US Airways' Welcome Updraft

Delivering financial validation for its big merger last year, US Airways (LCC) reported a first-quarter profit of $5 million on May 9. That marks the first profitable quarter since the company was created last September through the combination of America West Holdings and US Airways Group. Chairman and CEO W. Douglas Parker says the results represented a big improvement from a year ago.

At that point, US Airways was in bankruptcy and the two carriers had lost a combined $270 million in the first quarter. This year's profit, though slim, came despite a 37% increase in fuel prices, Parker says: "That's quite a turnaround."

The US Airways news comes as the airline industry enters the busy summer travel season. Passengers should brace themselves for higher ticket prices and more crowded planes, the product of capacity reductions on many routes coupled with much higher fuel costs. In April, the nation's 10 largest carriers filled 81.1% of their available seats, a record for that month.

"There are no backup planes flying half-full," FAA administrator Marion C. Blakey says. "You'll see delays because everyone will be under pressure to get passengers on connecting flights."


  Travelers may mourn the disappearance of the ultra-low, $158 cross-continental fares, but the industry is the better for it. This was especially a problem at US Airways, which before the merger was unloading many discounted tickets on travel Web sites such as Parker estimates that ticket prices are now up about 20%. He says that's still a great value when you consider "prices are still well below 2000 levels, probably 30% below if we include inflation."

When laying the groundwork for the merger last year, Parker called it Project Barbell. That's because the strategy called for balancing America West's strong position in markets like Las Vegas and Phoenix with US Airways' stronger presence on the East Coast. Yet critics of the plan dubbed it Project Dumbbell, says Parker, 44, a veteran of Northwest and American Airlines who joined America West as chief operating officer in 2000.

The conventional thinking was that few airline mergers work well, particularly when both players are basket cases. US Airways had filed for bankruptcy twice in recent years, while America West had survived only thanks to a massive post-9/11 bailout from the U.S. government.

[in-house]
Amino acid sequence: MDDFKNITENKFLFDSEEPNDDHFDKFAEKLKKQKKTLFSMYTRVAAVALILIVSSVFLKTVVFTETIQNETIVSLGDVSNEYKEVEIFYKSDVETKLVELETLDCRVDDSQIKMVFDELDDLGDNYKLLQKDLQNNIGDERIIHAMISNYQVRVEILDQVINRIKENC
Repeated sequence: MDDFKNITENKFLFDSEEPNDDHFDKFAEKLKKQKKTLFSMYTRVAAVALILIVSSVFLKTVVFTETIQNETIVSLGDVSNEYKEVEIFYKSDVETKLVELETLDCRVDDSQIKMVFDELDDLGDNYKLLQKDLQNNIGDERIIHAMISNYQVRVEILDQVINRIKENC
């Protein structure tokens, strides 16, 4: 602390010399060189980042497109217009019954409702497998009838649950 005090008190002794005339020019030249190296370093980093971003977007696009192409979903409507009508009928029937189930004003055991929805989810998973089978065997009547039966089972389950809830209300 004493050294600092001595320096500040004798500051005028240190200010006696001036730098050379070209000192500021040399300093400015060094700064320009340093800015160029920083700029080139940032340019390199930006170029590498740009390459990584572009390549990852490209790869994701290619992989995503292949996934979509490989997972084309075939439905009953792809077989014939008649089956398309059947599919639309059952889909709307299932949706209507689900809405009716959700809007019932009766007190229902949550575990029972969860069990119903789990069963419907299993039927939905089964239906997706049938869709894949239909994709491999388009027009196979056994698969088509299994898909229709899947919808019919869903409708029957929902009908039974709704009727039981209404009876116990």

But Parker saw things differently. In his eyes, the two carriers had complementary strengths and weaknesses. Founded in the early 1980s, after deregulation of the airline industry, America West had lower labor costs and was therefore able to offer lower fares. However, the carrier was never able to build up the route network and flight options to compete with its larger rivals. On the other hand, US Airways, whose history dated back to the 1930s, suffered from perennial mismanagement and high "legacy" labor costs.

Parker's bet was that the two combined could offer the amenities of a full-service airline -- first-class seats, food service, private airport lounges -- and the fares of a lower-cost one. To emphasize that the company is a low-cost carrier, he chose the ticker symbol LCC.

The company's cost problems were largely solved by US Airways' second trip to bankruptcy court. That allowed Parker to get out of unneeded gate and airplane leases. Faced with the possibility of liquidation, US Airways pilots, flight attendants, and ground crew also agreed to swallow steep pay cuts that put their salaries on par with those of America West employees. To boost employee morale, Parker has solicited their advice on everything from uniform design to the choice of destination cities.


  After learning that people still maintained active Web sites about once-storied airlines, such as Allegheny and Piedmont, with which US Airways had previously merged, Parker painted four planes in colors reminiscent of those carriers. "I want people to embrace the past, as well as the future," he says.

As a further show of support, Parker told employees in March that he was forgoing his $770,000 bonus for 2005 -- equal to about 75% of his 2004 compensation -- because he didn't feel right taking the money when so many US Airways employees had been forced to take pay cuts and furloughs.

The merger hasn't always been smooth flying. In February, a US Airways ground crew in Philadelphia crashed an organizing meeting run by their America West counterparts, who belong to a rival union. The US Airways staffers began fighting with their new colleagues and throwing furniture around. The police were called, and Parker fired 22 employees.

The company is still operating under transitional contracts with its major unions until votes are cast on who will represent whom and all merger-related policies are worked out. Parker says he hopes to get new contracts from all of the unions by the end of the year.


  In the meantime, Parker and a dozen of his top lieutenants meet every Friday morning to iron out various merger-related issues. US Airways allowed unescorted children, pets, and hazardous materials on flights. America West didn't. Parker decided the additional revenues weren't worth the additional costs and no longer accepts any of them.

One issue has been more contentious: The old US Airways let employees who were off work board free flights based on their seniority; America West dealt with them on a first-come, first-served basis. Parker couldn't figure out which was the best practice, so for now he's boarding the old US Airways planes one way and the old America West planes the other. "We punted," he says.

With demand for summer travel strong and ticket prices on the upswing, Parker is at last getting some relief from such post-merger headaches.

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